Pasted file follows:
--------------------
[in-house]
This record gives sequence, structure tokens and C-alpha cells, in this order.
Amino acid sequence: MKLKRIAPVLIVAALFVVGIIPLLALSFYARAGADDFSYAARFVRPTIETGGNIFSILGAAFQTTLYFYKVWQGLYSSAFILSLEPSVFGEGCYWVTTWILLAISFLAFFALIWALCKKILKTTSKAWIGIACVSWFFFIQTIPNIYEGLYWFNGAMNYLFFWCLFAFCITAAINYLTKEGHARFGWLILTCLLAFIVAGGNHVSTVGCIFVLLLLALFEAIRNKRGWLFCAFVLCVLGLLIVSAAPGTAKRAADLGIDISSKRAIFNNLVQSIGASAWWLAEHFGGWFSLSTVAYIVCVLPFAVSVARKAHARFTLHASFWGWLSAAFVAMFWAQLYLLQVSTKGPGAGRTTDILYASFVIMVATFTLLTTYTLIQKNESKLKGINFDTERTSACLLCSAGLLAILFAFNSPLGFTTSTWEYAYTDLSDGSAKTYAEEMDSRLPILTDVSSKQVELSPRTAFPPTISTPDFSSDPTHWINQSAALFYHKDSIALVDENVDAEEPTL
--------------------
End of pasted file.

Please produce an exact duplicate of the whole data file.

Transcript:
[in-house]
This record gives sequence, structure tokens and C-alpha cells, in this order.
Amino acid sequence: MKLKRIAPVLIVAALFVVGIIPLLALSFYARAGADDFSYAARFVRPTIETGGNIFSILGAAFQTTLYFYKVWQGLYSSAFILSLEPSVFGEGCYWVTTWILLAISFLAFFALIWALCKKILKTTSKAWIGIACVSWFFFIQTIPNIYEGLYWFNGAMNYLFFWCLFAFCITAAINYLTKEGHARFGWLILTCLLAFIVAGGNHVSTVGCIFVLLLLALFEAIRNKRGWLFCAFVLCVLGLLIVSAAPGTAKRAADLGIDISSKRAIFNNLVQSIGASAWWLAEHFGGWFSLSTVAYIVCVLPFAVSVARKAHARFTLHASFWGWLSAAFVAMFWAQLYLLQVSTKGPGAGRTTDILYASFVIMVATFTLLTTYTLIQKNESKLKGINFDTERTSACLLCSAGLLAILFAFNSPLGFTTSTWEYAYTDLSDGSAKTYAEEMDSRLPILTDVSSKQVELSPRTAFPPTISTPDFSSDPTHWINQSAALFYHKDSIALVDENVDAEEPTL